In fact, these outages and issues have become so common recently that the hashtag #Office364 often trends on Twitter, implying that Microsoft isn’t coming anywhere near that 99.9% uptime they’re striving for, and that cloud services are down at least a day of the calendar year, if not more.
If Well Architected, Running Classic RDS in Azure Can Yield a Higher SLA Than Windows Virtual Desktop
So, as we’ve established, Microsoft does not guarantee a SLA for Windows Virtual Desktop’s infrastructure components. But, you can deploy Classic Remote Desktop Services in Azure and get a financially backed SLA. How so? Let’s create an example.
If I want to set up an RDS deployment in High Availability Mode, I will need, at a minimum, to provision two Windows Server 2019 virtual machines to handle the infrastructure components. Each of those virtual machines will run the gateway, connection broker, web access, and licensing roles. A better approach would be to create a set of four VMs, two VMs handling the connection broker plus licensing roles, and the other two handling the gateway and web access roles.
If I deploy these RDS infrastructure machines across availability zones in an Azure region, I can get a 99.99% SLA guarantee.
Next, I will need an instance of SQL server that will maintain information about the RDS deployment and connected sessions for the connection brokers configured in HA mode. I can use Azure SQL for this purpose, and even at its standard, non-premium tiers, Microsoft also offers a guaranteed 99.99% SLA for Azure SQL.
I’ll also want to set up load balancing between my Gateway/Web Access VMs and Connection Broker VMs. I can use Azure Load Balancer to do that, and guess what its guaranteed SLA is? You got it – 99.99%.
Finally, I’ll either have this connected to my organization’s own Active Directory using various methods, or I can setup a separate Active Directory to serve this RDS deployment on two of my redundant infrastructure VMs (or separate VMs, just to make everything nice and clean).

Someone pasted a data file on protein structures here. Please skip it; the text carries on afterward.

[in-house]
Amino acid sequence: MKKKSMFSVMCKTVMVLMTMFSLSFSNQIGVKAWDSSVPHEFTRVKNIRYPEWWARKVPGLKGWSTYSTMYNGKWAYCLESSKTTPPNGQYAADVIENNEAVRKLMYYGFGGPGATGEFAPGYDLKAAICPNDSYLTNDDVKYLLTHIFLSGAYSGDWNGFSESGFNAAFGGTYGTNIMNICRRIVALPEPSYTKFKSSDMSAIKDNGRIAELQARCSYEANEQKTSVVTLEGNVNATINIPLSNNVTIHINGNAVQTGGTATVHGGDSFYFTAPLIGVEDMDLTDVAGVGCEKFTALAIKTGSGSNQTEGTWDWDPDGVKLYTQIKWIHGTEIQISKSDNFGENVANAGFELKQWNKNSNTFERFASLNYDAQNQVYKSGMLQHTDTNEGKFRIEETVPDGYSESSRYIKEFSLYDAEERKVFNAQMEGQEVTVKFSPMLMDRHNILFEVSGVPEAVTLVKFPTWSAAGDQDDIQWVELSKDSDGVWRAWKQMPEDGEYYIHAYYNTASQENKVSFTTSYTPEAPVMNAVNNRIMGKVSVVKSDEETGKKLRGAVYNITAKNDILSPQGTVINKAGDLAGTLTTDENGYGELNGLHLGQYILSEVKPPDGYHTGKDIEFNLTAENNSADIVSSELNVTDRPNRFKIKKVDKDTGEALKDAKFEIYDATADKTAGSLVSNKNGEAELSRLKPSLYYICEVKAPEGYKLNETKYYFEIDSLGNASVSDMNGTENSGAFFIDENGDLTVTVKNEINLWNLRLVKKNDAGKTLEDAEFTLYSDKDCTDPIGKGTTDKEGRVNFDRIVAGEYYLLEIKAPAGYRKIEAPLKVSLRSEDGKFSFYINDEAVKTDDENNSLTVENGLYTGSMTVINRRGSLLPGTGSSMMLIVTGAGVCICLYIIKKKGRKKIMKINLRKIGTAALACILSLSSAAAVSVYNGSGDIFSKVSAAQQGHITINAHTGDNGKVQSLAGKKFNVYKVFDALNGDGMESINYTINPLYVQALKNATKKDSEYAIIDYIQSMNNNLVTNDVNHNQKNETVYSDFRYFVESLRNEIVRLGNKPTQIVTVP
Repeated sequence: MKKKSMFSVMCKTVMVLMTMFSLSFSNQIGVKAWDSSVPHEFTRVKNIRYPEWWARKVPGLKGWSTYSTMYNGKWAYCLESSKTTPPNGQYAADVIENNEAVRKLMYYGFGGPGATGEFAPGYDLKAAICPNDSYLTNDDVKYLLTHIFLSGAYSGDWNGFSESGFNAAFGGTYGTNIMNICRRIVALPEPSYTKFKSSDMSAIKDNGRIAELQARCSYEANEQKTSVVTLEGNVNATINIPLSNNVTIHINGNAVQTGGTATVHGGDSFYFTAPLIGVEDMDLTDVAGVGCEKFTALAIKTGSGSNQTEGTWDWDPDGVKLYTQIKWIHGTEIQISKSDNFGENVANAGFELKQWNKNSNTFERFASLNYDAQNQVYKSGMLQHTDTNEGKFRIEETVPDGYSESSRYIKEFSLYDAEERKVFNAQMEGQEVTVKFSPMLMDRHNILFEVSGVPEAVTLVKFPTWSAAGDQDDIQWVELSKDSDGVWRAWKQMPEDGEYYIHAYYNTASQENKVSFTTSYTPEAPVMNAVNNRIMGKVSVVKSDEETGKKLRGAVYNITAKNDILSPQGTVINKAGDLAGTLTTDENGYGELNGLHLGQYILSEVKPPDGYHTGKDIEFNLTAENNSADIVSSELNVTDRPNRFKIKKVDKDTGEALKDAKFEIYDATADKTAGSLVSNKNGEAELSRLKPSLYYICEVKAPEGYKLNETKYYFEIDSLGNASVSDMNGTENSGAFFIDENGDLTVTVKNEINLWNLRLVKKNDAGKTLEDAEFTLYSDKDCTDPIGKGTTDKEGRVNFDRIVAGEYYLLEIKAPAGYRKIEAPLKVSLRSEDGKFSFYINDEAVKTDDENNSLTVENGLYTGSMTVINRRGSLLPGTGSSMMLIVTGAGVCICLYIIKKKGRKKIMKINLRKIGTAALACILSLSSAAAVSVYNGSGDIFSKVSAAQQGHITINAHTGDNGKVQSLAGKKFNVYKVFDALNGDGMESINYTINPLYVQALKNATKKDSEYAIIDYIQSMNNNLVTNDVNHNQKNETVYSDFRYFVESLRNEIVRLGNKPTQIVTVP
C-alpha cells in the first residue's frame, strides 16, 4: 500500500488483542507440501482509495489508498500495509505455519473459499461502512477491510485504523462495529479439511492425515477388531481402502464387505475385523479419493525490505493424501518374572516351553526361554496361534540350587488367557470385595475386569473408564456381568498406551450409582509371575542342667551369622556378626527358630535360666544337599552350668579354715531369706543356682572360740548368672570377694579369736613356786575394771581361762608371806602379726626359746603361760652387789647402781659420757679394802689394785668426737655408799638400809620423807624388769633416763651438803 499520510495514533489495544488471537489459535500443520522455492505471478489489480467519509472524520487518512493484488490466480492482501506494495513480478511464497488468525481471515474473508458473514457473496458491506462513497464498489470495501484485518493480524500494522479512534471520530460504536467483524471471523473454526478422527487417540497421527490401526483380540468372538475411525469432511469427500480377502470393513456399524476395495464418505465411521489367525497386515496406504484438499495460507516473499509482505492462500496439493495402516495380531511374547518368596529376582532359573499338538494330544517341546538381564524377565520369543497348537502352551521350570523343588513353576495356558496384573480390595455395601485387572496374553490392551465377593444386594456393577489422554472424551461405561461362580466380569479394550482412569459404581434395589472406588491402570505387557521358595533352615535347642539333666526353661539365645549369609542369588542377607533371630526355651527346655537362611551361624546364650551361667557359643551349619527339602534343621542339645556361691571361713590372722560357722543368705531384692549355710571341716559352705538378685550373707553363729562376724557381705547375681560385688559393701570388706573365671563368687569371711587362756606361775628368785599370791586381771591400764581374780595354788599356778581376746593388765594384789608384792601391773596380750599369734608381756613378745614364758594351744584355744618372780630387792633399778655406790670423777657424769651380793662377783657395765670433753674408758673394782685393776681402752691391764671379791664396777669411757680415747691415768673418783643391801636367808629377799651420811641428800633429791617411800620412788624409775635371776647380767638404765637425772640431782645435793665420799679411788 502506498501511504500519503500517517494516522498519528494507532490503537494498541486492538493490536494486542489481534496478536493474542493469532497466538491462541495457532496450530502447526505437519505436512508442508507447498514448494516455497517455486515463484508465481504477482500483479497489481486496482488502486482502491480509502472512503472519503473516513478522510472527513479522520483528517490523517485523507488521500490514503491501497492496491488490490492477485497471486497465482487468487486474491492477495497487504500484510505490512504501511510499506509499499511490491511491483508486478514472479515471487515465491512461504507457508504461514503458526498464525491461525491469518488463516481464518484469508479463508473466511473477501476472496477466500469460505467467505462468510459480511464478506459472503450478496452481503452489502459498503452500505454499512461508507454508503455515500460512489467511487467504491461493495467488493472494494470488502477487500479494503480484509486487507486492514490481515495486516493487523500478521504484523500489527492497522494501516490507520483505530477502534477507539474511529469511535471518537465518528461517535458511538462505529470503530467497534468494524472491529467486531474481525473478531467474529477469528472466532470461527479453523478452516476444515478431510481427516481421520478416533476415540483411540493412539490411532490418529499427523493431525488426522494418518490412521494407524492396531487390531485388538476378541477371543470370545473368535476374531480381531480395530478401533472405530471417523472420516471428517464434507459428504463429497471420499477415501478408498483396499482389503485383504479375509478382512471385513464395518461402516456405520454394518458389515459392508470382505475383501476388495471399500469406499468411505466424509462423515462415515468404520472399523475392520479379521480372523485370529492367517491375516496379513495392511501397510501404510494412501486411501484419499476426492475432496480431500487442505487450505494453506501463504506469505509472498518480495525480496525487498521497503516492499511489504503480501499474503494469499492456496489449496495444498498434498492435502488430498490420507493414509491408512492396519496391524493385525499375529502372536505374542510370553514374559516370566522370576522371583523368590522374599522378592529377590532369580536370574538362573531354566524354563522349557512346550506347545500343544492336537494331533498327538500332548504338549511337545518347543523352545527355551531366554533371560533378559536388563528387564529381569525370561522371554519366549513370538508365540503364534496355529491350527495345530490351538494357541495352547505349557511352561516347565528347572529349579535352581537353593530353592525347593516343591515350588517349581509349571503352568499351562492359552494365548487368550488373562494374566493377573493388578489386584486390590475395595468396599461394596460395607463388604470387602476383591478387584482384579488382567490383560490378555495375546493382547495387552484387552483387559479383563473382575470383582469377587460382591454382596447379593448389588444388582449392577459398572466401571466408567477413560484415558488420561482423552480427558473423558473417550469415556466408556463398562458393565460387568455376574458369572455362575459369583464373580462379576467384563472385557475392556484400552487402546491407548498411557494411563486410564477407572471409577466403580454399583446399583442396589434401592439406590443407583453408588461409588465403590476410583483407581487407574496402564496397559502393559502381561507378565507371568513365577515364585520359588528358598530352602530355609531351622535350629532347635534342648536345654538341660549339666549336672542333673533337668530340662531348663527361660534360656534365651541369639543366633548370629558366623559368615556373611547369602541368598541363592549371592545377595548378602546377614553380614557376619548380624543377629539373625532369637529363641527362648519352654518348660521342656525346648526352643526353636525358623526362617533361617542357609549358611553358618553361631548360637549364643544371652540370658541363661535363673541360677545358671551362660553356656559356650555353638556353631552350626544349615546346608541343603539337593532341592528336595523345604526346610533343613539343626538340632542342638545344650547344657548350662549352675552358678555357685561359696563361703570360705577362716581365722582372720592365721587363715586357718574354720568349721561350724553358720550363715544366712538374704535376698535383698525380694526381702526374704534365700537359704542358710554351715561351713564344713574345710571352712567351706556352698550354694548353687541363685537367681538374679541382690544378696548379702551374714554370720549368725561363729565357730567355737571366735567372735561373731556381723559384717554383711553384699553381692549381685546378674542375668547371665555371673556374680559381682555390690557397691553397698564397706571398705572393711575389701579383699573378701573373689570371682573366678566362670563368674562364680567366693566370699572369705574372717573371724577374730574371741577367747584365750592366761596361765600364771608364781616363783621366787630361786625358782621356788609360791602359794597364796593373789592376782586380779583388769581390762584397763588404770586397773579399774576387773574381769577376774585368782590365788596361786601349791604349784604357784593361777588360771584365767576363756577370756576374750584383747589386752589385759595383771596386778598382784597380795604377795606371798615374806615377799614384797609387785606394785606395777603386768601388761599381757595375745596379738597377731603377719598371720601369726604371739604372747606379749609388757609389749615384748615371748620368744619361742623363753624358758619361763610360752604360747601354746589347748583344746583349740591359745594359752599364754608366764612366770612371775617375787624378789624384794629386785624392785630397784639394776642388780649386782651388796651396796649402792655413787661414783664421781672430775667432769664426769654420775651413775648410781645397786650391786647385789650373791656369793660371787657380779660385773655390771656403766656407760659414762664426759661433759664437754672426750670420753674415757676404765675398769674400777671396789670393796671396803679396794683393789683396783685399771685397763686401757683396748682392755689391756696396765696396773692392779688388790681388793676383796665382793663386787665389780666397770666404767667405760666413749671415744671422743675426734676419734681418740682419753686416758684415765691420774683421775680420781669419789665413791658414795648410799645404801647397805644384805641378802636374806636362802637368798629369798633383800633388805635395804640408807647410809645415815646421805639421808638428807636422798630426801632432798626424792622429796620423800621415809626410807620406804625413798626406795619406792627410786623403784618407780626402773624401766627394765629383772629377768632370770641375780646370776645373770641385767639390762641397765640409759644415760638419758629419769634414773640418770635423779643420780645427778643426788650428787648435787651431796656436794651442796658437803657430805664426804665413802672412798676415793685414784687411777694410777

And – presto – now I have a virtualization environment in the cloud with a guaranteed 99.99% SLA! Of course, I could do the same thing using a colocation provider or my own datacenter, and probably save even more money as the compute costs will be even cheaper. And if I choose a colocation provider with experience in RDS, they can setup the highly available infrastructure roles for me.
Moreover, I can still use FSLogix for my user profile management, since it is a free entitlement for ANY organization with valid Remote Desktop Services CAL or SAL licenses. I will also have complete control over my update cadence since I will be running the LTSC versions of Windows Server 2019. My RD Gateway servers will be using dual transport delivery with TCP and UDP to serve up desktops all across the world, even over higher latency and lossier networks. That is rock solid reliability folks, with zero dependency on Azure Active Directory, or the WVD infrastructure roles that offer no guaranteed SLA. Game, set, match.
My Conclusion – Wait On Migrating to WVD For Now. Continue to Utilize Remote Desktop Services In Your Own Datacenter, Private Cloud, Or Public Cloud.